The Trouble with Passing for “Normal”: Especially for our Gifted Girls, Part I

Part of a series on truth-telling in life and art. See the first post, Dare to Be Yourself, here.

“Passing” is a term from the history of racial discrimination in the post Civil-War United States. At the end of this post is a little more information about that context. I apologize in advance to anyone who thinks I am being insensitive to the history of the word in using it in the context of this post. 

Gifted girls face enormous pressure to be more average than they are. Because giftedness is not a visible difference from the norm, they have the option to do this.

“Because of their enhanced ability to perceive social cues and their early conditioning about the critical importance of social acceptance, gifted girls are much more adept than gifted boys at imitation….They fit in by pretending to be less capable than they really are, disappearing into the crowd.” – Linda Silverman, Counseling the Gifted and Talented

This leads to under-identification of the giftedness in girls:

“By the age of 9, highly gifted children may hit the ceiling of the tests, and gifted girls may be socialized to hide their abilities.  Unless they are absolutely certain they are right, gifted girls are often unwilling to guess, which lowers their IQ scores.”Linda Silverman, What We have Learned About Gifted Children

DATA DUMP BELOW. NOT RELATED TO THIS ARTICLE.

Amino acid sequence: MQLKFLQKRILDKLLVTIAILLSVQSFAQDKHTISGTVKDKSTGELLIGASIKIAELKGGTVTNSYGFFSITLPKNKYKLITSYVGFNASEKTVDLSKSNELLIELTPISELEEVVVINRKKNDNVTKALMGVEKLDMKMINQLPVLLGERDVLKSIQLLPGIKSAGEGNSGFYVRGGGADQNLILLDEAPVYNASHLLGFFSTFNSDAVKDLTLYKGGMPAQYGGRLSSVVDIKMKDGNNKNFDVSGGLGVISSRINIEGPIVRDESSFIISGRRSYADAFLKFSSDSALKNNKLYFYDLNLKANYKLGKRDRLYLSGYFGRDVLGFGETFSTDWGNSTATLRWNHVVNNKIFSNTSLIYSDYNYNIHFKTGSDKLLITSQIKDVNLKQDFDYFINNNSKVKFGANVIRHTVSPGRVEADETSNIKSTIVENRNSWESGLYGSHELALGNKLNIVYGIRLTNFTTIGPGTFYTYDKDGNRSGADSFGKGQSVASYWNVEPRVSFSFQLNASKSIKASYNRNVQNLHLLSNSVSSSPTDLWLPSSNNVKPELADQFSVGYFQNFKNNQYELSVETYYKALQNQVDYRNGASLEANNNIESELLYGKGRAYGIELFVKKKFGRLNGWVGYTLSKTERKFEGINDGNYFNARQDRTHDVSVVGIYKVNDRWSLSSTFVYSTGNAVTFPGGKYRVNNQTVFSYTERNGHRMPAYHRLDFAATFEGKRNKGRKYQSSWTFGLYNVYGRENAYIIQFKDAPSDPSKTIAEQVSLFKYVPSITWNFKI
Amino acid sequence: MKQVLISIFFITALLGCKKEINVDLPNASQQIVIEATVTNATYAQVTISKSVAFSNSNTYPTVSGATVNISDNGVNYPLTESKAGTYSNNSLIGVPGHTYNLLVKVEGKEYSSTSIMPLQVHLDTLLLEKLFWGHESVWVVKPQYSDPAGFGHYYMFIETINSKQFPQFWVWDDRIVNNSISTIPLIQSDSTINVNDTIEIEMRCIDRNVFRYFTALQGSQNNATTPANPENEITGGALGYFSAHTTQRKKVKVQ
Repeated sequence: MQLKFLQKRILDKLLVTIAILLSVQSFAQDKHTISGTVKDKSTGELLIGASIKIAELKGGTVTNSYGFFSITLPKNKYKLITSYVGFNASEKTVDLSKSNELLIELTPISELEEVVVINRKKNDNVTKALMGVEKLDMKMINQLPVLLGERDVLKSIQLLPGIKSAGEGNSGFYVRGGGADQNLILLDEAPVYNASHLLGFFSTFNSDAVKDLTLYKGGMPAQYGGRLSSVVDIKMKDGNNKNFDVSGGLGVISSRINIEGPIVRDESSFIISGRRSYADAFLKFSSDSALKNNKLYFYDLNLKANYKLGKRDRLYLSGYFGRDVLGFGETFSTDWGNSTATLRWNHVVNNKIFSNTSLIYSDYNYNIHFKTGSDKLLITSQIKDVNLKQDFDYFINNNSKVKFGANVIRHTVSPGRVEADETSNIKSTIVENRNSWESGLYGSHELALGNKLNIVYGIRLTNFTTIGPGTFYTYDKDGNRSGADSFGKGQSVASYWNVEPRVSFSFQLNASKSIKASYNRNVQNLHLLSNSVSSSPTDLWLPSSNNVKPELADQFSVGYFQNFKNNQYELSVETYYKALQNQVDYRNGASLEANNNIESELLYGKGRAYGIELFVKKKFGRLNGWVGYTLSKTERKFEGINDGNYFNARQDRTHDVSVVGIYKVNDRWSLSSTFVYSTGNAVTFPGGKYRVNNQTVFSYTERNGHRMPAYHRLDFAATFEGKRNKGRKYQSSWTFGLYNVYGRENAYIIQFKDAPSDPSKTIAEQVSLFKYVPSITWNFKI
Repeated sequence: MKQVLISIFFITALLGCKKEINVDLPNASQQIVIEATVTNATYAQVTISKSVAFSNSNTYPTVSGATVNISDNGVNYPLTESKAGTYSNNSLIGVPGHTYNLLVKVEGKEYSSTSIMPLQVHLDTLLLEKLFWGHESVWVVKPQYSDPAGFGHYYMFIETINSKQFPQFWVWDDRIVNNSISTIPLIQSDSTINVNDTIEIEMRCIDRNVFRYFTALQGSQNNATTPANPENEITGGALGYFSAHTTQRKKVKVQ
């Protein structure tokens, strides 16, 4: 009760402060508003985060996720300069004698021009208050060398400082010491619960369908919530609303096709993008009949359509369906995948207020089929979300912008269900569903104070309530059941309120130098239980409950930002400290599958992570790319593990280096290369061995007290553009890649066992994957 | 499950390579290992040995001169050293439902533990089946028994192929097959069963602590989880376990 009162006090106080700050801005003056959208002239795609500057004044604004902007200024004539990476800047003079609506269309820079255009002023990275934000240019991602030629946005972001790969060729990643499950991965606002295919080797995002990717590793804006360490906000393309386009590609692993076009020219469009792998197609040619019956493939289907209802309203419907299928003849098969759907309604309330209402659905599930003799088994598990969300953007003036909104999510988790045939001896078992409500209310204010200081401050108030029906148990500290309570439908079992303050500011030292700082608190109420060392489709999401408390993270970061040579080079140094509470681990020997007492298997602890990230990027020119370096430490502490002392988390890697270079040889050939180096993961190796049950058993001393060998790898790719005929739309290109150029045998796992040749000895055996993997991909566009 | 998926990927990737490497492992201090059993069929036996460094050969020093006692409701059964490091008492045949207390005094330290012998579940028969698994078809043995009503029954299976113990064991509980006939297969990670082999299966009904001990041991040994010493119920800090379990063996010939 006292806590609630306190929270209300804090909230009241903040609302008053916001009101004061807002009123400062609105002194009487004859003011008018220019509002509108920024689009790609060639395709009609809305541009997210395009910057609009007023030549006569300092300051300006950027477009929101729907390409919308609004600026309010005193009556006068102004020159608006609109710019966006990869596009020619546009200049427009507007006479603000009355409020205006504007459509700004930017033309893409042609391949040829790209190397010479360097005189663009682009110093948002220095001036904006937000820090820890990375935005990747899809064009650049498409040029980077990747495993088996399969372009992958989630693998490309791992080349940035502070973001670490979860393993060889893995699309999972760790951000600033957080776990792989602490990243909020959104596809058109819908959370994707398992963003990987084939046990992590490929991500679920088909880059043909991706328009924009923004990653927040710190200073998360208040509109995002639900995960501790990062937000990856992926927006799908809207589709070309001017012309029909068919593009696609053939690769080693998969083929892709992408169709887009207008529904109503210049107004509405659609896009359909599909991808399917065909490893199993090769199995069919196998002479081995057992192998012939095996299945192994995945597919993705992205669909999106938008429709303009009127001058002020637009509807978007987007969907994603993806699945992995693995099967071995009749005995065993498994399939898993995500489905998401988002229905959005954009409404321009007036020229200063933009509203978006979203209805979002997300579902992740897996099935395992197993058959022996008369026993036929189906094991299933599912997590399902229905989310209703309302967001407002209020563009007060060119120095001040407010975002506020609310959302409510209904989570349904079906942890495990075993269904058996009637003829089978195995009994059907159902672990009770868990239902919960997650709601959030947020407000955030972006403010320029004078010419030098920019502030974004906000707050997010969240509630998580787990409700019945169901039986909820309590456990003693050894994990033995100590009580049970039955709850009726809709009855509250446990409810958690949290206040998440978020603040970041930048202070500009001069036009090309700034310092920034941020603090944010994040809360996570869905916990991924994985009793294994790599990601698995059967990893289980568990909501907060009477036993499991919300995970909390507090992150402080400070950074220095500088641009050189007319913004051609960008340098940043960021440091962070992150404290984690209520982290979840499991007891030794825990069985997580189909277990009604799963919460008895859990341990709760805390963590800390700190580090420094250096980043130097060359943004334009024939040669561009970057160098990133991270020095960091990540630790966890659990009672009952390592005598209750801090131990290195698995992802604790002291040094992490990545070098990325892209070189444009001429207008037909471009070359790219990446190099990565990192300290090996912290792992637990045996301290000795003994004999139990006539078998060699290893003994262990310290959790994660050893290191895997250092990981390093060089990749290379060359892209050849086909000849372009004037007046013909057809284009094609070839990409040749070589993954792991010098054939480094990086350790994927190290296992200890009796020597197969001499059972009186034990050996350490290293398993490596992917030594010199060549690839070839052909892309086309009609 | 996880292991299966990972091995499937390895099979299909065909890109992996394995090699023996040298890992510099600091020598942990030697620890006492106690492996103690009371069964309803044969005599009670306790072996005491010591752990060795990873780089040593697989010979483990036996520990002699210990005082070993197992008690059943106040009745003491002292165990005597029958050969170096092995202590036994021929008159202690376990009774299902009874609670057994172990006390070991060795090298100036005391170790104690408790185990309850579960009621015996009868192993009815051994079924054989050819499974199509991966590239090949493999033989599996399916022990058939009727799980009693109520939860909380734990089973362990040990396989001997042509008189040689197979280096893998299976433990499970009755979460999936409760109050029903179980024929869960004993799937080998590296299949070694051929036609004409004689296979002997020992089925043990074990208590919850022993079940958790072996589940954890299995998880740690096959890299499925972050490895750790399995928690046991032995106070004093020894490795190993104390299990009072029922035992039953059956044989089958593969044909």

Highly gifted teens who suffer existential depression are at an unacceptably high risk for suicide and are adept at hiding their troubles from everybody. Because these teens often present as highly successful, they are very hard to help once they have started suffering. They have also generally learned to distrust adults and are suspicious of proffered help. Prevention is key in helping these children. And that means identifying them early and helping them see their own true colours. And, we must listen to them and take them seriously.

“Gifted people often adjust whatthey say so that they will be accepted. They sometimes feelthat other people do not take them seriously. This can lead tonot trusting themselves. Careful listening can also be a lifeline. It canconvince children that there is someone whothinks that theyare valuable and worth understanding.” Betty Meckstroth

**A Note About Passing

In American usage, “passing” without further reference to what one is passing as refers specifically to light-skinned black people assimilating into the white community to avoid racial discrimination. When explicit discrimination was law, any traceable mixed-ancestry qualified a person as coloured. This meant that a sizable portion of people legally identified as coloured could “pass” for white if they left the communities where their family history was known. What I know of the psychological experience of passing in this context comes from literature, in particular two books I read in my law school class on the legal regulation of intimate interracial relationships, Passing, by Nella Larson and Life on the Color Line: The True Story of a White Boy who Discovered He was Black, by Gregory Howard Williams.

Passing involved isolating oneself from one’s family, denying one’s ancestry, and constantly living in fear of being found out. For some people, it was the better of two evils, but it was an awful way to live.

Sneaky-Deep: Easing Into Truth

Part of a series on truth-telling in life and art. See the first post, Dare to Be Yourself, here.

My experience of InterPlay went a little like this: